LaVar Ball Says a Shoe Is Not That Big of a Deal, It's 'Stitching and Glue'

Mike Chiari@mikechiariFeatured ColumnistJune 6, 2017

FILE - In this March 4, 2017, file photo, UCLA guard Lonzo Ball, right, shakes hands with his father LaVar following an NCAA college basketball game against Washington State in Los Angeles. UCLA won 77-68. LaVar Ball says his home was broken into while he was attending a high school game involving two of Lonzo Ball’s brothers. (AP Photo/Mark J. Terrill, File)
Mark J. Terrill/Associated Press

On an episode of Sneaker Shopping with Complex's Joe La Puma on Monday, LaVar Ball downplayed the complexity of creating a signature shoe.

Ball appeared on the show with sons Lonzo, LiAngelo and LaMelo:

With regard to the Big Baller Brand ZO2, which is Lonzo's first signature shoe, LaVar said the following: "Everything on that shoe, Lonzo created with no team. Just the creativity of a 19-year-old that knows what he likes. After all these shoes, it's a mixture of everything that he likes ... A shoe is not that big of a deal. It's two things, stitching and glue. It isn't a science project."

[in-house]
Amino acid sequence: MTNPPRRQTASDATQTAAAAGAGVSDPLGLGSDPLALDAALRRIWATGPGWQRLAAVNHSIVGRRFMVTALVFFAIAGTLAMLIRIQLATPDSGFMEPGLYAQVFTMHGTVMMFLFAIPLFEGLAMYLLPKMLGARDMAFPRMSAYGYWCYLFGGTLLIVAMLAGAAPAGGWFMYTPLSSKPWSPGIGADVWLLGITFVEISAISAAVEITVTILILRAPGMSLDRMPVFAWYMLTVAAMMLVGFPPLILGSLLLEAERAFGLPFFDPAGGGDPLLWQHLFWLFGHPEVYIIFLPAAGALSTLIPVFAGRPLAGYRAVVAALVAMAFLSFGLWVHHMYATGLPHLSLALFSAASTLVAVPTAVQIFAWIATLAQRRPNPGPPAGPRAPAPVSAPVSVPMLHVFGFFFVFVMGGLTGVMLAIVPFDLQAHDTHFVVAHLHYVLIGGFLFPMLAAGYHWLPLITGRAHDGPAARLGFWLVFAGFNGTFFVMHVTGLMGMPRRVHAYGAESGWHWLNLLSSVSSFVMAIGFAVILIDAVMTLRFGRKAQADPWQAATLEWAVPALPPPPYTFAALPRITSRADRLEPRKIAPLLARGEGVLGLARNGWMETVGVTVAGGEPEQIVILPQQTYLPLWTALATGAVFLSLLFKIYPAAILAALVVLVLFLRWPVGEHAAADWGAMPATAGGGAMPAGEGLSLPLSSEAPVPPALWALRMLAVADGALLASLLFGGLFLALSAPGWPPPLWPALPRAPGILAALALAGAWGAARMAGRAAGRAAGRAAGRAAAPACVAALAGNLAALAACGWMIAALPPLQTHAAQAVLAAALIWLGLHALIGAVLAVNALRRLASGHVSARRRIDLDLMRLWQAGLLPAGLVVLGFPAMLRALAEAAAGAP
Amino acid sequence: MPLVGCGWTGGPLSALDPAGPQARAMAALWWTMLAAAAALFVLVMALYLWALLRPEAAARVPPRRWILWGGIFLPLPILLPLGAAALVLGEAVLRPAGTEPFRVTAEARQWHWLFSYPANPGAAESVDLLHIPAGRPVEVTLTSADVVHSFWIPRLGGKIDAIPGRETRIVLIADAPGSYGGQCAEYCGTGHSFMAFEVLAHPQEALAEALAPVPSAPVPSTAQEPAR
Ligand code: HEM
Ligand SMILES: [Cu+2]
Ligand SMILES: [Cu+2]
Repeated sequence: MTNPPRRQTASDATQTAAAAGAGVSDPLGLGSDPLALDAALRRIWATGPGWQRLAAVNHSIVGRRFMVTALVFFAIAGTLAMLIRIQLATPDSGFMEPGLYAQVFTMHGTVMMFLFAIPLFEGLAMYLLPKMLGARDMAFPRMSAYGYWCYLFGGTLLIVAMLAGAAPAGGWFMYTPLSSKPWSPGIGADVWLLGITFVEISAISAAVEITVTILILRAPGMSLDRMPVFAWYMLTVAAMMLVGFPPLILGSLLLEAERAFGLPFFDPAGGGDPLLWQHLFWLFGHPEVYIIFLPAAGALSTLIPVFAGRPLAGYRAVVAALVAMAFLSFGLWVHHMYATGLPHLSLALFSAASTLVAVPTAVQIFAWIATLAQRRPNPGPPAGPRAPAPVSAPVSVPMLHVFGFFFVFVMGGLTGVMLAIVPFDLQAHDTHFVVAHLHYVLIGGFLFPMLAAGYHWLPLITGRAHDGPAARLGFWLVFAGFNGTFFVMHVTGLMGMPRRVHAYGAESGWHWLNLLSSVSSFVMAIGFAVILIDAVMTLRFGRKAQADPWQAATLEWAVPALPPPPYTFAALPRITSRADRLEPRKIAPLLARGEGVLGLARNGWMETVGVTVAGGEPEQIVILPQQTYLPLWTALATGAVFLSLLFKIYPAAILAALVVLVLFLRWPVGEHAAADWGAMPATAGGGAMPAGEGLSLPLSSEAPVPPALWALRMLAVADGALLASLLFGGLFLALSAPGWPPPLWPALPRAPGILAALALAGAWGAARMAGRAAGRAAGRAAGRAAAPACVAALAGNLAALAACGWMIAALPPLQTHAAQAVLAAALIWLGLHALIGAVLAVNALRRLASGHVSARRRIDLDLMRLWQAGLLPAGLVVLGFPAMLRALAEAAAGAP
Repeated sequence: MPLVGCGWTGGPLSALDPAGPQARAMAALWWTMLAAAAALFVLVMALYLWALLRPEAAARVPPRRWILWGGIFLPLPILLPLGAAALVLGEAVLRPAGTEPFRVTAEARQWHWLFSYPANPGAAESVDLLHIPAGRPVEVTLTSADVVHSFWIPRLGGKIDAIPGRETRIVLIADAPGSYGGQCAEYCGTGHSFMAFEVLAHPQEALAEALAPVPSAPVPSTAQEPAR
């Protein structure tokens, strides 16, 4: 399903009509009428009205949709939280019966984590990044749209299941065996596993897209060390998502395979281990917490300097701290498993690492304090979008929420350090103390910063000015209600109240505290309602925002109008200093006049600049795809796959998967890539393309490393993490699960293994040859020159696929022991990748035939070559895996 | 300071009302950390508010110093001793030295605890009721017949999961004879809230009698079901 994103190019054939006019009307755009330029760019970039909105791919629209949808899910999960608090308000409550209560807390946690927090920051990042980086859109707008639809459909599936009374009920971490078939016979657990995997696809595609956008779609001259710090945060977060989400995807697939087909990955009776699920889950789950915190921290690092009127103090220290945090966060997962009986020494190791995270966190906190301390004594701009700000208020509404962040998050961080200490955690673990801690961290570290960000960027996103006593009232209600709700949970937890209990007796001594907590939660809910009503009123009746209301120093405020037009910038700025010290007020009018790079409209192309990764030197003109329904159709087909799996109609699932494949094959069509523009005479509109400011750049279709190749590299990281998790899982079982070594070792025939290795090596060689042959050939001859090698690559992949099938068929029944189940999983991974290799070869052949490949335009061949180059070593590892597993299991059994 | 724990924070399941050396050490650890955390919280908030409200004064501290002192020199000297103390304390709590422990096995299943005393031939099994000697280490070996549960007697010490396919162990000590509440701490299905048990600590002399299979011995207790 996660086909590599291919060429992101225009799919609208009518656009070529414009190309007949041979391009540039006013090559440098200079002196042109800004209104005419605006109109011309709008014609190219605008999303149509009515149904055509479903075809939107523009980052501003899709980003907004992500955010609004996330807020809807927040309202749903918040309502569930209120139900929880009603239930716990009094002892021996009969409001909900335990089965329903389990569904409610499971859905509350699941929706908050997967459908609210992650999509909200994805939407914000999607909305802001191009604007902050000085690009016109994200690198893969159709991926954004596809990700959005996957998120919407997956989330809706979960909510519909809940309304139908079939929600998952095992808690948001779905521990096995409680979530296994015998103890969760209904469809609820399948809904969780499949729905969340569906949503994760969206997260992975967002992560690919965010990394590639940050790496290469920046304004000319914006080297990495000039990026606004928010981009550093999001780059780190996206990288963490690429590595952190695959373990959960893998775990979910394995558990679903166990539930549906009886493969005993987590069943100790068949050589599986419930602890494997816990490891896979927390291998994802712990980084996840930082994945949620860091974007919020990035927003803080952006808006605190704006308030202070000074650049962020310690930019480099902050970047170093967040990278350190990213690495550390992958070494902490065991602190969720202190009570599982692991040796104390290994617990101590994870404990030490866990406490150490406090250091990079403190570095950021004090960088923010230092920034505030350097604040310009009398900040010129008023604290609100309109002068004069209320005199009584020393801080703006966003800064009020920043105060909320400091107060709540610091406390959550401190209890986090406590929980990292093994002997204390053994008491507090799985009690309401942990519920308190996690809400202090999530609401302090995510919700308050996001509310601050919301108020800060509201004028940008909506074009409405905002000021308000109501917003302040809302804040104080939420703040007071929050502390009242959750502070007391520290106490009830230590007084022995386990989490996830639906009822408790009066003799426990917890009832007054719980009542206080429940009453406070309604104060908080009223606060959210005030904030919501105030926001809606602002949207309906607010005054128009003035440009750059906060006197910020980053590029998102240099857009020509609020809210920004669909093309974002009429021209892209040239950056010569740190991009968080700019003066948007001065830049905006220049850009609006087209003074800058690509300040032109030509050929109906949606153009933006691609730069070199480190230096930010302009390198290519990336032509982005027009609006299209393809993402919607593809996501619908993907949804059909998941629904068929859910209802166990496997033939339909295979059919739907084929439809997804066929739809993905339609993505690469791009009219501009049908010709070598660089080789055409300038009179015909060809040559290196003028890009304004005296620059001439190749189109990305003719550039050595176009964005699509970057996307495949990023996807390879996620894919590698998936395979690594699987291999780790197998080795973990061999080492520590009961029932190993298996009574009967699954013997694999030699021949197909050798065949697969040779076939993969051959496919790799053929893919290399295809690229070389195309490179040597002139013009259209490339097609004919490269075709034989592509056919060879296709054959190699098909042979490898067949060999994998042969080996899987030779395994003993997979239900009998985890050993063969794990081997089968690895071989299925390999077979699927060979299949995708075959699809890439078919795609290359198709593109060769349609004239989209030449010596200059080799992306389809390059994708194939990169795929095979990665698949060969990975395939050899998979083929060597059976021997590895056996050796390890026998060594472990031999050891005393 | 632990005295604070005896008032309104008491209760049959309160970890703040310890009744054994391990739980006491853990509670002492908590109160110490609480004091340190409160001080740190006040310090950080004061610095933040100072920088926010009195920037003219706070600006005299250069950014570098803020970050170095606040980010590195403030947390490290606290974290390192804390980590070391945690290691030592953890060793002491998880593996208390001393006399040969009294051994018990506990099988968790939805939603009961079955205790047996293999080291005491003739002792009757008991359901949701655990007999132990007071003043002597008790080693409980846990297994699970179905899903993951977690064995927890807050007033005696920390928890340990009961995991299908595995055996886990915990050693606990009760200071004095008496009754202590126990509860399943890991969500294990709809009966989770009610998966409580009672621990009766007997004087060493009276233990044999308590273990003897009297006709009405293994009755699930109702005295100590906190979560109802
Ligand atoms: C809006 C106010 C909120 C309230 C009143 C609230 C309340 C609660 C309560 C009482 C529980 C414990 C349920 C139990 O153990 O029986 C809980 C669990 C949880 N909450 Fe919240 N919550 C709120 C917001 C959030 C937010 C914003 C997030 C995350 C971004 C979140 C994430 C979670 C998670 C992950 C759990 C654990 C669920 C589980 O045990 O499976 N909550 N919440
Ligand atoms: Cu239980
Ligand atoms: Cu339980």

The Ball family patriarch also said it only took about "three or four hours" to create the ZO2.

Ball has been the subject of criticism due to the $495 price tag attached to the shoe, but he explained the rationale behind it on FS1's Undisputed (h/t Nick Schwartz of in May:

"I expected this reaction. The fact that people are losing sight—they're looking at the price tag and not understanding that Lonzo's shoe is symbolic. That comes with a price tag. Symbolic as he's the first one ever to come in here without even playing a game and have his own brand. It's not just a shoe you just go in a store or something like that and you say, 'You know what, let me get the Kyrie, the LeBron ... by the way, throw in the ZO2."

While the elder Ball negotiated with Nike, Under Armour and Adidas, his desire to co-license with Big Baller Brand reportedly played into the failure to strike a deal, per's Darren Rovell.

Lonzo is considered one of the top prospects in the 2017 NBA draft and is likely to be one of the first players off the board after a spectacular season at UCLA.